Thursday, March 15, 2007

Hillary's new Iraq plan has all the clarity, simplicity and political appeal of her old health insurance plan

Oh great. In an interview with Michael Gordon and Patrick Healy of the New York Times, Hillary Clinton said that as president she would keep U.S. troops in Iraq. While the Iraqi civil war continues to rage around them, they would ignore it and focus on their counterterrorism mission, protect Iraq from its neighbors, and continue to represent American interests in the region.

Questioning Bush's tactics but not the premises of his policy, the plan triangulates by half steps and half measures to perpetuate the morass we find ourselves in. It seems destined to fail. Like her ill-fated health insurance proposal of 1993, it offers bewildering complexity when bold initiatives are called for. If, by some miracle, the plan survives the Democratic primaries, it would most likely destroy any administration that tried to implement it. The American people want out of Iraq, and this doesn't do it.

Hillary did not put any numbers on her proposal, but Gordon and Healy juxtapose her plan with one that does have numbers in a way that makes it seem she endorses it.
In the interview, she suggested that it was likely that the fighting among the Iraqis would continue for some time. In broad terms, her strategy is to abandon the American military effort to stop the sectarian violence and to focus instead on trying to prevent the strife from spreading throughout the region by shrinking and rearranging American troop deployments within Iraq.

The idea of repositioning American forces to minimize American casualties, discourage Iranian, Syrian and Turkish intervention, and forestall the Kurds’ declaring independence is not a new one. It has been advocated by Dov S. Zakheim, who served as the Pentagon’s comptroller under former Defense Secretary Donald H. Rumsfeld. Mr. Zakheim has estimated that no more than 75,000 troops would be required, compared to the approximately 160,000 troops the United States will have in Iraq when the additional brigades in Mr. Bush’s plan are deployed.
In all fairness, Hillary did not mention the Zakheim proposal, nor the numbers he suggested. It's useful to compare the story about the interview with the transcript provided by the Times. Hillary is mainly talking about the failure of Bush's policy and the likelihood that the surge will fail, leaving the next president still stuck in Iraq. She's much sketchier about her own plan. Still, she's quite specific, according to the transcript, about the basics.
And so it will be up to me to try to figure out how to protect those national security interests and continue to take our troops out of this urban warfare, which I think is a loser, and I do not believe that it can be successful. If we had done it right from the beginning, we might have had a fighting chance. We did not, and I think it is beyond our control now.

But what we can do is to almost take a line sort of north of, between Baghdad and Kirkuk, and basically put our troops into that region — the ones that are going to remain for our antiterrorism mission; for our northern support mission; for our ability to respond to the Iranians; and to continue to provide support, if called for, for the Iraqis.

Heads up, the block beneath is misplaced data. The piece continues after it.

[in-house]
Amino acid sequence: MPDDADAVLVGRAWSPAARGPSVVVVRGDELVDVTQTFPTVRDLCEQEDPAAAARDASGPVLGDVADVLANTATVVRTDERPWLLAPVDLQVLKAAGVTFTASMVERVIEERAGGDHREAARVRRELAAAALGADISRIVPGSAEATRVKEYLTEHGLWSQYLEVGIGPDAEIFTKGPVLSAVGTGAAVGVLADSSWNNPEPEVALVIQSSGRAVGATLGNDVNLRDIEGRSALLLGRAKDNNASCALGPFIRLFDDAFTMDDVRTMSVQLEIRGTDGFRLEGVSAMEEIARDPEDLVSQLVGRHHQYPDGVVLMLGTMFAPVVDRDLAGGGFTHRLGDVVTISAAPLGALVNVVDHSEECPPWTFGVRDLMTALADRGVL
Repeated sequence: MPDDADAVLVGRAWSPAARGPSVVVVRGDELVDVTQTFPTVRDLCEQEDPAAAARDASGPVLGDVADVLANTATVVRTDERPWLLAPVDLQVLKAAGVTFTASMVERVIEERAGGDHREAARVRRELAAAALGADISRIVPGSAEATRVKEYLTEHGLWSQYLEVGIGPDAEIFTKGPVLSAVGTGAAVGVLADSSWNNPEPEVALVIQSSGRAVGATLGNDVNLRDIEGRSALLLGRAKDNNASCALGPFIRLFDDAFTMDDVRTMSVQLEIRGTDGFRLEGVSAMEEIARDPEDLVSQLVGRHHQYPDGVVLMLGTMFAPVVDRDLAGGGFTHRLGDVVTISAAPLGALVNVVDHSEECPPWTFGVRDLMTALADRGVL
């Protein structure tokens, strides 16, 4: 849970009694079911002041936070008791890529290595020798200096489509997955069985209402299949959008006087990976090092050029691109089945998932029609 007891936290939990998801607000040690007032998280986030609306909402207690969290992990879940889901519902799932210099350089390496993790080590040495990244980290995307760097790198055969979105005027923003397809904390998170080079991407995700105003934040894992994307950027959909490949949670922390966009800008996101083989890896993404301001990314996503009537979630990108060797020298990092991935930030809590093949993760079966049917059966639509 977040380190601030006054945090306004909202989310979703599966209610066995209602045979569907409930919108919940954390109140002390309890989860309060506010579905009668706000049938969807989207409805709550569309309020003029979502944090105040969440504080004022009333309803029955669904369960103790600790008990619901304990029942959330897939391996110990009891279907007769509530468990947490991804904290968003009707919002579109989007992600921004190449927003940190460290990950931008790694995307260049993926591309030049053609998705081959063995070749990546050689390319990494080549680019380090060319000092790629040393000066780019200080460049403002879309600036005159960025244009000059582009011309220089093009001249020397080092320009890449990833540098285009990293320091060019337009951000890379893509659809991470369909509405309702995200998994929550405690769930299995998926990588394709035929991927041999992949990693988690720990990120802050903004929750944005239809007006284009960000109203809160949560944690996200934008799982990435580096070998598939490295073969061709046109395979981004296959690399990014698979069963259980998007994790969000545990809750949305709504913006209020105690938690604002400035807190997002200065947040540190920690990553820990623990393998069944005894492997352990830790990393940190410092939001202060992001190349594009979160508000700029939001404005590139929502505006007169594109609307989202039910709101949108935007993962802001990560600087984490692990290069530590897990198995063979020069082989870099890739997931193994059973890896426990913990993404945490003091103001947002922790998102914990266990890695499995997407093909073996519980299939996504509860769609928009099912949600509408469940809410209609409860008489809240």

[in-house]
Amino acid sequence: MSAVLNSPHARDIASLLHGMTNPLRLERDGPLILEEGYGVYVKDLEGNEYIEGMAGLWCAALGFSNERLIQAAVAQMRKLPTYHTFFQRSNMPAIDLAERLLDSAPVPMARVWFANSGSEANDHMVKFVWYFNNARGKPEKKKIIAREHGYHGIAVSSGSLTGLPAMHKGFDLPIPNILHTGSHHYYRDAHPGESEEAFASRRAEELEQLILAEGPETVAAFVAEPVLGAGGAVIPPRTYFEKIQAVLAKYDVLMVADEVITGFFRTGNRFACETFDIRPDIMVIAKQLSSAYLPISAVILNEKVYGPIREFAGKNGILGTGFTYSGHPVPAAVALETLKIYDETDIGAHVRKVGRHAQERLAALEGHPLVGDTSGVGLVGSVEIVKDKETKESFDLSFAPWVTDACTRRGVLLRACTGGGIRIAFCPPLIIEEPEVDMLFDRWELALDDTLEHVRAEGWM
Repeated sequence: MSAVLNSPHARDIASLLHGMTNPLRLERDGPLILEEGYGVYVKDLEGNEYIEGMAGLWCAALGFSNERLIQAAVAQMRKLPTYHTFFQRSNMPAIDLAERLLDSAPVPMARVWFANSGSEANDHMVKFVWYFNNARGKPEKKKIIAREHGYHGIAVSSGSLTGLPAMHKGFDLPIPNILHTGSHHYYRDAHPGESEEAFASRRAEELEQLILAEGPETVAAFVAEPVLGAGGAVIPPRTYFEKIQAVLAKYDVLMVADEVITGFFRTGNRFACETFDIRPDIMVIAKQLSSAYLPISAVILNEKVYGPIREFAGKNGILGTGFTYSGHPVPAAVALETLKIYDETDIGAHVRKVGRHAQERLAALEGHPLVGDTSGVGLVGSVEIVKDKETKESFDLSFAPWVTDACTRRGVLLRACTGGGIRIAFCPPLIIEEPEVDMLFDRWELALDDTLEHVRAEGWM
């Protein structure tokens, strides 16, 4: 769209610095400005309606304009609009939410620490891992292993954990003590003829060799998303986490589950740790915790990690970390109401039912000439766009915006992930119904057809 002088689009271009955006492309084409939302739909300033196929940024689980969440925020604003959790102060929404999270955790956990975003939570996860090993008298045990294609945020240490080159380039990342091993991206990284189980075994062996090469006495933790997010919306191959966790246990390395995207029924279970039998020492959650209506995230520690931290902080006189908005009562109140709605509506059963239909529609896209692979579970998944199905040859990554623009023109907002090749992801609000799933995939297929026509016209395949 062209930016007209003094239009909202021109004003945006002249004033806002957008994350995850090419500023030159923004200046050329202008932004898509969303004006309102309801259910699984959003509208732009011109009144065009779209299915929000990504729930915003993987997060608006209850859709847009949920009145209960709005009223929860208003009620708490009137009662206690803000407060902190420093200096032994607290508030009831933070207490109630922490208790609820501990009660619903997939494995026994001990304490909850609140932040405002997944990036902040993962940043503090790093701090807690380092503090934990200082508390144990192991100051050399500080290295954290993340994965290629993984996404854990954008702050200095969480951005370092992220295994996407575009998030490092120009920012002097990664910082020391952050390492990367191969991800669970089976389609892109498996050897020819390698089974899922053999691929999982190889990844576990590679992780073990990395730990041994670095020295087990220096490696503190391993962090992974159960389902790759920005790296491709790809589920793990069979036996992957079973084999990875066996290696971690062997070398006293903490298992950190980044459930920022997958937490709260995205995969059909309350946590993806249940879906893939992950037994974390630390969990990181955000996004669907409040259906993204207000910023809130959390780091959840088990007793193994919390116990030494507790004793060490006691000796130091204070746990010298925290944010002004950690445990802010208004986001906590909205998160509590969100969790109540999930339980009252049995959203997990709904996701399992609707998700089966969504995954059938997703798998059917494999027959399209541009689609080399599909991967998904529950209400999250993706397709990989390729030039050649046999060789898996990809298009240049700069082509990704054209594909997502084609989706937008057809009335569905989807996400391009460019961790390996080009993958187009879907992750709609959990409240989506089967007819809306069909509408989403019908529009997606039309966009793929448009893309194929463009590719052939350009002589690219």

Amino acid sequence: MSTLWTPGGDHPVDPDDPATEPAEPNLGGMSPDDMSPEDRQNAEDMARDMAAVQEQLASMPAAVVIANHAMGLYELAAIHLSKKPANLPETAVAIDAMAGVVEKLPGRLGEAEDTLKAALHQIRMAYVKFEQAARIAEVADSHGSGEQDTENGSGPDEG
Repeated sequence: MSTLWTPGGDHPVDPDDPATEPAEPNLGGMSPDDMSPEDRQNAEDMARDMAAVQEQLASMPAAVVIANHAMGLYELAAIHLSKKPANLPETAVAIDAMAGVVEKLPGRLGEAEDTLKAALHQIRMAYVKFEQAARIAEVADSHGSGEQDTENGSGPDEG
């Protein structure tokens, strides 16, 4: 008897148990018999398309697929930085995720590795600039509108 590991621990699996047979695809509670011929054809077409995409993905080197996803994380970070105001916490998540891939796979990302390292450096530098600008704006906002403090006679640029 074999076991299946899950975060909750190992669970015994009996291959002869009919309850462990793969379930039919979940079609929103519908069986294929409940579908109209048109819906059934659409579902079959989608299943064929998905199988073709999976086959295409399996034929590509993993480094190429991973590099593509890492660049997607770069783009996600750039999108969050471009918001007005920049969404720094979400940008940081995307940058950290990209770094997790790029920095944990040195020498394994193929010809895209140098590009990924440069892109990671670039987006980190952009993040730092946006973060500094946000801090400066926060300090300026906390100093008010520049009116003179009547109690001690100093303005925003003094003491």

Before Hillary and the other Democrats totally take over ownership of this war, they need to realize that the real issue facing the American public is no longer just Iraq. The real issue is whether we should get out of the business of empire before we expend even more treasure, both human and financial, destroy our democracy, and bankrupt our nation.

And, yes, there is a connection to healthcare: If we insist, we can probably afford to squander our resources in support of the imperial project for a few more years. We can afford universal healthcare. But we can't afford both.

UPDATE: Excellent post by Matt Stoller at MyDD today -- "Thinking Through Ending the War" -- that deals with some of these issues, their historical background, and why Hillary makes the decisions she makes about Iraq. Good discussion, too, in the comments. I like the suggestion by Cmpnwtr:
The way to win this argument is to attack internationalist interventionism by stating simply, "We need to take care of America first." "We have problems at home. Protection and safety starts here. Economic development and basic services start here. We need to stop closing bases in the U.S, and start closing them down overseas." This kind of non-interventionist, non-imperialist nationalism will win. I reject the idea that mainstream America wants troops in Iraq forever. If you frame the question as "permanent" bases, progressives win every time. Besides, if Hillary wants to run on a policy continuing the occupation in the primaries...she's history.
I agree with Matt that the public hasn't begun to think through the implications of our militaristic, imperialist drive for global hegemony. And Cmpnwtr is right that the way to work for change is to frame the issues in terms of the real (unmet) interests of the American people.

1 comment:

AlanSmithee said...

As a socio-political analyist, Stoller is an arrogant little shit of democratic party shill. His understanding of global politics is slightly simpler than a game of Risk and he knows just enough about economics to at least sound knowledgable without actually making any sense.

Truthfully, Stollers only real job is to keep idiot dems voting for his bosses. Certainly thats a job equal to Stoller's meager talents.